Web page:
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|May-05-08|| ||TheaN: 1/1
11.Rxc8 sets up a fork whilsts trapping the Black Queen AND winning a Bishop: 11....Qxc8 12.Nd6+ settles it very easily for White, as Q+B vs R should be devastating.
|May-05-08|| ||parmetd: qd6 is a huge huge mistake. exactly the type of error people playing b4 want to see.|
|May-05-08|| ||Terry McCracken: <parmetd: qd6 is a huge huge mistake. exactly the type of error people playing b4 want to see.>|
Not isn't. Black is =. Bf6?? was a huge mistake.
|May-05-08|| ||whiteshark: Good beginning of the week!|
|May-05-08|| ||stacase: For a change, Monday's puzzle is indeed very easy!|
|May-05-08|| ||wouldpusher: Wow, it's the Polish AKA Sokolsky AKA Orangutan Opening, and Sokolsky himself wins with it.|
9. ... ♕b6 10. ♖c1 ♗d8 11. ♘xe5 might have resulted in a less decisive defeat for Black. 9. ... ♕b8? resulted in the QR being trapped.
|May-05-08|| ||johnlspouge: Monday (Very Easy): White to play and win.
Material: Even. Black has physical possession of the center with Ps, but White is better developed, with Nb5, Bb2, Rc1, and Nf3 already active. White can give a check, Nd6, presently harmlessly, but the Black Qb8 prevents the check while guarding Bc8 against Rxc8. The Qb8 is therefore overburdened.
Candidates (11.): Rxc8
11.Rxc8 (threatening 12.Rxb8)
The Qb8 has no flight square, so
forking Qc8 and Ke8 and winning Q for R.
|May-05-08|| ||DarthStapler: Got it easily, just like the problem said|
|May-05-08|| ||Riverbeast: The Polish strikes again!!|
|May-05-08|| ||playground player: I use this opening against my toughest opponents, and it serves me very well. Maybe because people just don't see it all that often, and make mistakes in dealing with it--whatever the reason, it works!|
|May-05-08|| ||kevin86: At first,I thought this was a Fischer-random game (by the appearence of the black pieces.)|
The win is easy;white captures the bishop at c8-diverting the trapped queen into a fork from the knight at d6. Black moving of the queen on the second move surely outguns the white initial move in being the kooky move of the month club member.
|May-05-08|| ||YouRang: <kevin86> I had the same impression about Fischer Random with the odd arrangement of black's back row, lol.|
But it's easy indeed: The knight check at d6 looks juicy, if only we can shift black's queen on c8, where it is (1) no longer guarding d6 and (2) in range of the knight fork.
Of course, once you get that far, 11.Rxc8 jumps into you face.
|May-05-08|| ||whiteshark: As a matter of course this game is mentionend in Sokolsky's book about the <b4-Opening>.|
Event of this game: Championship of White Russia (Byelorussia) in 1960. Opponent was 'Krupsky'.
Instead of 8...Bf6? <8...a6> was necessary.
|May-05-08|| ||PhilFeeley: How many nanoseconds did it take everyone to get this?|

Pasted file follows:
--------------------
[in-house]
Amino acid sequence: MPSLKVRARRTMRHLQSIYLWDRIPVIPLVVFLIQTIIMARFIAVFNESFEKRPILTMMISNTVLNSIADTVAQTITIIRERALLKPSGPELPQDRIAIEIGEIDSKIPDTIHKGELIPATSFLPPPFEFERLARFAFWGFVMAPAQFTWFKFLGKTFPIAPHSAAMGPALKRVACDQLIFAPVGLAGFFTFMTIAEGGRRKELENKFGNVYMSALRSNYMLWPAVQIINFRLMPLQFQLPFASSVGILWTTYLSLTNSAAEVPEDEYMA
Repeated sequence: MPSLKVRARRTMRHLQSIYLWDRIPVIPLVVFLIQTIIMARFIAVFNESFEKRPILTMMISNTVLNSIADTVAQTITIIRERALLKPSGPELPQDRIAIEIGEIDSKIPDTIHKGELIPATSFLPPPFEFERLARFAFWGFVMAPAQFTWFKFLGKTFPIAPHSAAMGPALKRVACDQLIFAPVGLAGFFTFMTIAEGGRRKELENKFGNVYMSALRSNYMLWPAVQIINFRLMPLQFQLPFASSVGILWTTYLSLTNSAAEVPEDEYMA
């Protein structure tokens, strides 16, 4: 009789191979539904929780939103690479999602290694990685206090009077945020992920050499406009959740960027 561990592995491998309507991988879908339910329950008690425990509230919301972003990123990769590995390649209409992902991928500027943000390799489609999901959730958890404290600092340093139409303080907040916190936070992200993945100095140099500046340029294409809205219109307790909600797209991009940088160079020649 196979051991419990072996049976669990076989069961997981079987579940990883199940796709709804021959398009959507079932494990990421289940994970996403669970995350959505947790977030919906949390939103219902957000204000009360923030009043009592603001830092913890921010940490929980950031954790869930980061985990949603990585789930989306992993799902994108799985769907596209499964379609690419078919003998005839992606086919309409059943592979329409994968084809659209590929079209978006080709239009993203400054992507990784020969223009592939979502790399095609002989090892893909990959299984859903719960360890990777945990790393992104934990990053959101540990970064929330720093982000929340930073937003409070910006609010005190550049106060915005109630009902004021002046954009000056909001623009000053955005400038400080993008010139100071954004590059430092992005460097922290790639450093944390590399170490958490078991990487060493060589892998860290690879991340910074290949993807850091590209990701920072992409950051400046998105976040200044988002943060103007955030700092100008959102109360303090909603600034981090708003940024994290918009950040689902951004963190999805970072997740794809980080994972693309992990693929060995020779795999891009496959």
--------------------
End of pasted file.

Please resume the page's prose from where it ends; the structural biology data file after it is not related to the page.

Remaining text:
|May-05-08|| ||Samagonka: Wicked move! I didn't get it.|
|May-05-08|| ||wals: Static Evaluation: Material is even. Black has two pawns in the centre.|
Dynamic EValuation: Black is underdeveloped, only one piece out from the back row.
Abstract Assessment: Rookc1xc8, the Queen must take as any escape square is covered.
Nd6+, hammers the last nail in the coffin.
candidate move:= Rc1xc8
11.Rc1xc8 ...Qxc8 12.Nd6+ ...Kf8 13.Nxc8 and the show should be over
|May-05-08|| ||alphee: Easy monday ...|
|May-05-08|| ||patzer2: For today's easy Monday puzzle, 11. Rxb8! initiates a winning Knight
|May-05-08|| ||234: Sunday puzzle <41. ?> May-04-08 E Inarkiev vs M Kazhgaleyev, 2008|
|May-05-08|| ||Stelling: Too bad 11. R:c8! arrived before Krupski had time to play Nf8!!|
|May-05-08|| ||YouRang: I suppose that terminology geeks (like myself) are gratified to observe that 11.Rxc8 is truly both a deflection and a decoy.|
It's a <deflection> because it makes the queen <go away> from b8, from where it was guarding the d6 square against Nd6.
It's a <decoy> because to makes the queen <come to> c8, where it may be impaled by one of the prongs of the Nd6 knight fork.
|May-05-08|| ||johnlspouge: <<YouRang> wrote: I suppose that terminology geeks (like myself) are gratified to observe that 11.Rxc8 is truly both a deflection and a decoy.>|
Thanks for explaining the subtle difference between a deflection and a decoy, <YouRang>. (I must be a terminology geek, too.)
|May-05-08|| ||DavidD: Puzzles like this one--typical of Monday puzzles--show a certain type of chess position: one in which tactics predominates. In these positions, calculation of exact variations takes priority over positional considerations. Comments on material or center control or weak squares aren't really going to help much. You have to concentrate on concrete threats such as captures and checks first, then look for double attacks, pins, skewers, etc. Given that, the first move to consider is Rxc8 which in this case works due to Nd6+ next move. Kotov and other GMs have repeatedly made the point that this type of position requires exact calculation of highly tactical lines. So use this type of position to calculate, not think positionally. It's important to recognize these two types of thought processes (tactical positions--calculate lines; strategic positions--look at positional factors, formulate plans) in a chess game.|
|May-05-08|| ||zooter: <patzer2: For today's easy Monday puzzle, 11. Rxb8! initiates a winning Knight Fork combination.>|
You mean Rxc8
|May-05-08|| ||zenpharaohs: kevin86: "At first,I thought this was a Fischer-random game (by the appearence of the black pieces.)"|
I had the same thought.
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